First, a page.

A federal judge has struck down the National Labor Relations Board’s (NLRB) controversial “quickie election” rule.

The rule—which went into effect just two weeks ago when a district court rejected the U.S. Chamber of Commerce’s request to issue a temporary injunction until after a final ruling on the election changes—shortened the time frame for union representation elections. The NLRB claims the shortened election cycle would minimize unnecessary litigation, but businesses contended that it gave unions an unfair advantage.

On Monday, in Chamber of Commerce v. NLRB, District of Columbia District Judge James Boasberg ruled that the “quickie election” rule is unenforceable because only two board members participated in the final vote to pass it. In December 2011, the then two Democratic NLRB members—Chairman Mark Pearce and Craig Becker—approved the election changes. In his decision, Boasberg said a minimum of three board members is required to participate in a final vote, and that “because no quorum ever existed for the pivotal vote in question, the Court must hold that the challenged rule is invalid.”

“The judge’s decision is a setback for the NLRB, but it is also an incentive for the board to consider the rule in its entirety and not piecemeal as it did,” says Littler Mendelson Partner Michael Lotito.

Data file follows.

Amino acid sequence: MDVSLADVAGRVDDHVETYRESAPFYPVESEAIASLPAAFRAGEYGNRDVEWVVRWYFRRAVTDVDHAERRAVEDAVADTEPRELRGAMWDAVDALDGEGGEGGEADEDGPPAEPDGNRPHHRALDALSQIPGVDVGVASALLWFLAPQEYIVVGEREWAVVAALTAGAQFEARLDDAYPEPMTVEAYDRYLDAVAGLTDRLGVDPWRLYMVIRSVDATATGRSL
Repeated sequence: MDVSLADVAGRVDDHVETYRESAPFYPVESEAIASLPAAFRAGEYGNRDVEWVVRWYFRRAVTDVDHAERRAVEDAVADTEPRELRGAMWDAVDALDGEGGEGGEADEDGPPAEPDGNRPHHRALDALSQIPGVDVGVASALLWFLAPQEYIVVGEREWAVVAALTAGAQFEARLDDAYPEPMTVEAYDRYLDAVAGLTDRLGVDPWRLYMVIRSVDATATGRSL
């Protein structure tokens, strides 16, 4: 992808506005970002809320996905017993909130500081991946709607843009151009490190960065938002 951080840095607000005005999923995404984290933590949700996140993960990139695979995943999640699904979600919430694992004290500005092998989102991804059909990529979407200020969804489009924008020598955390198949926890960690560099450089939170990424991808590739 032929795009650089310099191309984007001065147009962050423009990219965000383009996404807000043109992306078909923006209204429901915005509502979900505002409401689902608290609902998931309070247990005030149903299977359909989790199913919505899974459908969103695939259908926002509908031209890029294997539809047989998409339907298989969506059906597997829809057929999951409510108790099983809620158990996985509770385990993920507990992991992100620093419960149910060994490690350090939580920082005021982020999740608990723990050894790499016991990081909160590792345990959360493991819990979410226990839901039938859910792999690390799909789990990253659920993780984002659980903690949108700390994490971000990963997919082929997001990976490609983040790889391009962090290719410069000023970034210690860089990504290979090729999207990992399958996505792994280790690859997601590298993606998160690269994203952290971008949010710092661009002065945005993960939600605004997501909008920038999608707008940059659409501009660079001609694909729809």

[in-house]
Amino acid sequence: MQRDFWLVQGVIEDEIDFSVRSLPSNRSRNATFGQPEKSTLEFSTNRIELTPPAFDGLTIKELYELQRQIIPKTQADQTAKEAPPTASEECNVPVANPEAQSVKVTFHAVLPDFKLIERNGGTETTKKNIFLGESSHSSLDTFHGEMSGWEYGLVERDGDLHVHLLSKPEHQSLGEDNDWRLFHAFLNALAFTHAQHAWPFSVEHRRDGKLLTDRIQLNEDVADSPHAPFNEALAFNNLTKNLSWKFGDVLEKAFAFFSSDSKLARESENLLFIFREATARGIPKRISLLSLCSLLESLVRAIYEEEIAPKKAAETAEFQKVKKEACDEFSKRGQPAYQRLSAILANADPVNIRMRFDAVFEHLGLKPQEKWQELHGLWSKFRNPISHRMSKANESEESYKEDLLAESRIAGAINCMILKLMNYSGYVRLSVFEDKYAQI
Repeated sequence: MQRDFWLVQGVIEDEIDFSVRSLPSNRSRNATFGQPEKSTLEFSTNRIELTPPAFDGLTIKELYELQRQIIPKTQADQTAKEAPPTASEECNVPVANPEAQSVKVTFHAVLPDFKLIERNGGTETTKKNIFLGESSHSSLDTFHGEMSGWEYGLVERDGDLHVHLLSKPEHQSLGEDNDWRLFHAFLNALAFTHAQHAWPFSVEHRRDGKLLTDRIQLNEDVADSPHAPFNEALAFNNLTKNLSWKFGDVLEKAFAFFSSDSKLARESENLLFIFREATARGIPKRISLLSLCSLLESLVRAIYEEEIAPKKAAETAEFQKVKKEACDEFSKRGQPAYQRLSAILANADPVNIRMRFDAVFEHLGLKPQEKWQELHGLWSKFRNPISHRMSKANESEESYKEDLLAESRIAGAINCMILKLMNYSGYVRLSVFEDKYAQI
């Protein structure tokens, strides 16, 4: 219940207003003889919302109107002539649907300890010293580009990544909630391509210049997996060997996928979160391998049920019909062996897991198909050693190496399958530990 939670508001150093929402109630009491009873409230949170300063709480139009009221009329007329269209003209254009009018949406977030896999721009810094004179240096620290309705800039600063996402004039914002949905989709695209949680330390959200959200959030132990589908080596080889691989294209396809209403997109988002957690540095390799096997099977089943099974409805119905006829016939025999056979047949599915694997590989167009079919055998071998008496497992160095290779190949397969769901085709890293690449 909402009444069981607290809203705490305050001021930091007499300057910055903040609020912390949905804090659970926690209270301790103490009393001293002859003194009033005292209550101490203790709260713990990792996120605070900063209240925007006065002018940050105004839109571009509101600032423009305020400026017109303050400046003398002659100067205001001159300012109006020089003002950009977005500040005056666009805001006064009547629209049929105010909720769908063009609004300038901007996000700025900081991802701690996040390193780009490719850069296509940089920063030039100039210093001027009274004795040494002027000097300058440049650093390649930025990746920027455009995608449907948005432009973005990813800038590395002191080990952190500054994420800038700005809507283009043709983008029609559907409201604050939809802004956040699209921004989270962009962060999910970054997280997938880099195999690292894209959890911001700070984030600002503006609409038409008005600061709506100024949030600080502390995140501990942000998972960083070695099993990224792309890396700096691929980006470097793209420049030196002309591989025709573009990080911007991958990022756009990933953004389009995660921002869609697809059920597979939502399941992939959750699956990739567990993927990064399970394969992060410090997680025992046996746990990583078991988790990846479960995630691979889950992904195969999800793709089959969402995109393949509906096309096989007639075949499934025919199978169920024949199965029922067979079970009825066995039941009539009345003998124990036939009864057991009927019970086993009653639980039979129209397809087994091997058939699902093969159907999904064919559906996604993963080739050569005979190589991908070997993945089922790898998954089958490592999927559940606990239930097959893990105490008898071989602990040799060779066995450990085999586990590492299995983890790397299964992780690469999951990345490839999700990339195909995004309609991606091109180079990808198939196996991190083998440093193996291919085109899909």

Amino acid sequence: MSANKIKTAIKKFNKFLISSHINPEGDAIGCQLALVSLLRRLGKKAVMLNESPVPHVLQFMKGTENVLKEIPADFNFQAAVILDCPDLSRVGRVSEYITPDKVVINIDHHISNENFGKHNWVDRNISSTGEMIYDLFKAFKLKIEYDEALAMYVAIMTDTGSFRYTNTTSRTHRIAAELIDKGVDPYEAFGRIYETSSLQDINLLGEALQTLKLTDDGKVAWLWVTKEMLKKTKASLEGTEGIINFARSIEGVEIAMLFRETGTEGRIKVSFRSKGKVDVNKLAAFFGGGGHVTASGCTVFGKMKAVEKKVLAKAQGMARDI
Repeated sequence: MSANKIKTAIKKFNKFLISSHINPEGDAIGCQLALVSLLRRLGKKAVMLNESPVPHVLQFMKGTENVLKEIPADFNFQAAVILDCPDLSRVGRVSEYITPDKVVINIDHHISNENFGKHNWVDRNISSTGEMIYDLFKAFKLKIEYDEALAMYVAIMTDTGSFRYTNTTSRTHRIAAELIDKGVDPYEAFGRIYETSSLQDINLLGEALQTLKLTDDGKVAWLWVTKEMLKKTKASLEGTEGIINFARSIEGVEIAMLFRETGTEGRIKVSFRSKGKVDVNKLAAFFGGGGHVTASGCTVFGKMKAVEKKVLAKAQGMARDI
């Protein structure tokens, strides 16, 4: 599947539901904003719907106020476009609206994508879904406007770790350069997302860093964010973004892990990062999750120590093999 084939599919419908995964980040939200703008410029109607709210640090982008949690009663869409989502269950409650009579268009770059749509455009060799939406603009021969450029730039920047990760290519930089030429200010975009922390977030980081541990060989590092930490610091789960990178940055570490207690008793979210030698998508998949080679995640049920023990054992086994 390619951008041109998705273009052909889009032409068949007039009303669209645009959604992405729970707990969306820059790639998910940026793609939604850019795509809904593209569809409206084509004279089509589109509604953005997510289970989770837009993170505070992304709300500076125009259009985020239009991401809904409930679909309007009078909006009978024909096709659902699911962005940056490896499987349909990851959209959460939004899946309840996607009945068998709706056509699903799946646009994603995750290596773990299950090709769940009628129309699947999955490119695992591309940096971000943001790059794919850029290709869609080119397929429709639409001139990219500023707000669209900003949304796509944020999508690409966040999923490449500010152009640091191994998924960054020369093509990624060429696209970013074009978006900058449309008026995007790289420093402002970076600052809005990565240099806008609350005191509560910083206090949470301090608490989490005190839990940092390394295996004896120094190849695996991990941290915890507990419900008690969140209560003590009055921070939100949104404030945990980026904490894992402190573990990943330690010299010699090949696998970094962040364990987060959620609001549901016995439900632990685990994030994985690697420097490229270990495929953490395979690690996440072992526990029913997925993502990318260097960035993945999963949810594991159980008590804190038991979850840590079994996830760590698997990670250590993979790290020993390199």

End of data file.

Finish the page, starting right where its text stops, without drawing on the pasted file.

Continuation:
Barnes & Thornburg Partner Keith Brodie told InsideCounsel that while the decision only affects enforceability in the near term, it could ultimately delay the rule’s final implementation.

For now, union representation elections must continue under the old procedures. However, Boasberg did emphasize that his decision doesn’t “necessarily spell the end of the final rule for all time,” because the board could revote on the “quickie election” rule with the proper quorum.

For more analysis on the recent ruling, see legal updates from Baker Hostetler, Jackson Lewis, Ogletree Deakins, Reed Smith and Winston & Strawn.

For more InsideCounsel coverage on the NLRB’s “quickie election” rule, read:

NLRB’s “quickie election” rule in effect

NLRB shortens the union election time frame